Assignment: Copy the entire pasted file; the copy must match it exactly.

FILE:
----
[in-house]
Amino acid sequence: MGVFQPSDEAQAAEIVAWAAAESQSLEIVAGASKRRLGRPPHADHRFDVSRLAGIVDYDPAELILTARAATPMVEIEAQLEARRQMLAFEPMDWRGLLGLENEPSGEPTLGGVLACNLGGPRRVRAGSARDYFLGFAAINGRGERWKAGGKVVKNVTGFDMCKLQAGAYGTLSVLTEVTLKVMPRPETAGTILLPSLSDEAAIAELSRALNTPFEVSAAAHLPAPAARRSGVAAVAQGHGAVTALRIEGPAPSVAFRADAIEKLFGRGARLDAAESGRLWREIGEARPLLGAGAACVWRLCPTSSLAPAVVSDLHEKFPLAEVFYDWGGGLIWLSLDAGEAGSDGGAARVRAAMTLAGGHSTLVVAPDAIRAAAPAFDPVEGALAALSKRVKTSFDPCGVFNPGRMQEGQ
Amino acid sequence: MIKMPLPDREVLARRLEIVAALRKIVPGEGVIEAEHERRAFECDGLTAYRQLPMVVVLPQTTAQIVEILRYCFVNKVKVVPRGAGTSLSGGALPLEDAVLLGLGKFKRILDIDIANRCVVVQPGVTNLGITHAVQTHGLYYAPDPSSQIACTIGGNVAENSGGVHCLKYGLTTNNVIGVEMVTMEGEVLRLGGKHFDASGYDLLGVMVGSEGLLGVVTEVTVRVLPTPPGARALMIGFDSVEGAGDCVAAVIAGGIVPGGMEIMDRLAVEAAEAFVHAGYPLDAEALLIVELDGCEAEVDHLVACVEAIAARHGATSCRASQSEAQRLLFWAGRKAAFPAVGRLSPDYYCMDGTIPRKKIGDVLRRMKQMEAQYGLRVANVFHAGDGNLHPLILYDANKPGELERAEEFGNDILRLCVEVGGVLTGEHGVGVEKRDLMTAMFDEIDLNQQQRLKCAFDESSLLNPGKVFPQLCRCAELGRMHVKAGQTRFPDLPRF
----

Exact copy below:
[in-house]
Amino acid sequence: MGVFQPSDEAQAAEIVAWAAAESQSLEIVAGASKRRLGRPPHADHRFDVSRLAGIVDYDPAELILTARAATPMVEIEAQLEARRQMLAFEPMDWRGLLGLENEPSGEPTLGGVLACNLGGPRRVRAGSARDYFLGFAAINGRGERWKAGGKVVKNVTGFDMCKLQAGAYGTLSVLTEVTLKVMPRPETAGTILLPSLSDEAAIAELSRALNTPFEVSAAAHLPAPAARRSGVAAVAQGHGAVTALRIEGPAPSVAFRADAIEKLFGRGARLDAAESGRLWREIGEARPLLGAGAACVWRLCPTSSLAPAVVSDLHEKFPLAEVFYDWGGGLIWLSLDAGEAGSDGGAARVRAAMTLAGGHSTLVVAPDAIRAAAPAFDPVEGALAALSKRVKTSFDPCGVFNPGRMQEGQ
Amino acid sequence: MIKMPLPDREVLARRLEIVAALRKIVPGEGVIEAEHERRAFECDGLTAYRQLPMVVVLPQTTAQIVEILRYCFVNKVKVVPRGAGTSLSGGALPLEDAVLLGLGKFKRILDIDIANRCVVVQPGVTNLGITHAVQTHGLYYAPDPSSQIACTIGGNVAENSGGVHCLKYGLTTNNVIGVEMVTMEGEVLRLGGKHFDASGYDLLGVMVGSEGLLGVVTEVTVRVLPTPPGARALMIGFDSVEGAGDCVAAVIAGGIVPGGMEIMDRLAVEAAEAFVHAGYPLDAEALLIVELDGCEAEVDHLVACVEAIAARHGATSCRASQSEAQRLLFWAGRKAAFPAVGRLSPDYYCMDGTIPRKKIGDVLRRMKQMEAQYGLRVANVFHAGDGNLHPLILYDANKPGELERAEEFGNDILRLCVEVGGVLTGEHGVGVEKRDLMTAMFDEIDLNQQQRLKCAFDESSLLNPGKVFPQLCRCAELGRMHVKAGQTRFPDLPRF